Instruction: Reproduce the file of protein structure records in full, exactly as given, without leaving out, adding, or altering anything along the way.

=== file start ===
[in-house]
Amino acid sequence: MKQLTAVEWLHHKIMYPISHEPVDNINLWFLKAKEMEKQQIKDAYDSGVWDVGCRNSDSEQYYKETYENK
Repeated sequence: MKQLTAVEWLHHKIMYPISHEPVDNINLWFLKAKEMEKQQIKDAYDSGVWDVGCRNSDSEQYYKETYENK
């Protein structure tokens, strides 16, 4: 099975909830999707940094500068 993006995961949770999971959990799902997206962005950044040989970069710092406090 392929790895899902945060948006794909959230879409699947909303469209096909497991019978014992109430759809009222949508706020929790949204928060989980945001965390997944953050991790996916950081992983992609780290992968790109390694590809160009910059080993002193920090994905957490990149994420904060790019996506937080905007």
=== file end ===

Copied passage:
[in-house]
Amino acid sequence: MKQLTAVEWLHHKIMYPISHEPVDNINLWFLKAKEMEKQQIKDAYDSGVWDVGCRNSDSEQYYKETYENK
Repeated sequence: MKQLTAVEWLHHKIMYPISHEPVDNINLWFLKAKEMEKQQIKDAYDSGVWDVGCRNSDSEQYYKETYENK
């Protein structure tokens, strides 16, 4: 099975909830999707940094500068 993006995961949770999971959990799902997206962005950044040989970069710092406090 392929790895899902945060948006794909959230879409699947909303469209096909497991019978014992109430759809009222949508706020929790949204928060989980945001965390997944953050991790996916950081992983992609780290992968790109390694590809160009910059080993002193920090994905957490990149994420904060790019996506937080905007």